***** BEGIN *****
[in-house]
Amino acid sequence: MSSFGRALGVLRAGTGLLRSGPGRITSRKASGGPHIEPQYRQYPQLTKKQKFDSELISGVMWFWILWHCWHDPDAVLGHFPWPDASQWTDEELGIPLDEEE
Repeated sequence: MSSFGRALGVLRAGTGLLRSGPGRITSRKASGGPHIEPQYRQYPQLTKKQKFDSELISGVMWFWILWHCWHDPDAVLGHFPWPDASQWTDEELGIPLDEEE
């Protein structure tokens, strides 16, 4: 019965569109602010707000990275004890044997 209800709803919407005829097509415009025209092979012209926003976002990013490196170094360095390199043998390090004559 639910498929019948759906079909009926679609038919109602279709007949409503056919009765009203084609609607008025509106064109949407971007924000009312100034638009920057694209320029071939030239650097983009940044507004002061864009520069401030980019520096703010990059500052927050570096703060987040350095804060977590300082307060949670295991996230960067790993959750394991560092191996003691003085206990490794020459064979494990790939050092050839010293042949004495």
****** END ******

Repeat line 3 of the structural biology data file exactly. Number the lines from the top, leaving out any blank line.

Repeated sequence: MSSFGRALGVLRAGTGLLRSGPGRITSRKASGGPHIEPQYRQYPQLTKKQKFDSELISGVMWFWILWHCWHDPDAVLGHFPWPDASQWTDEELGIPLDEEE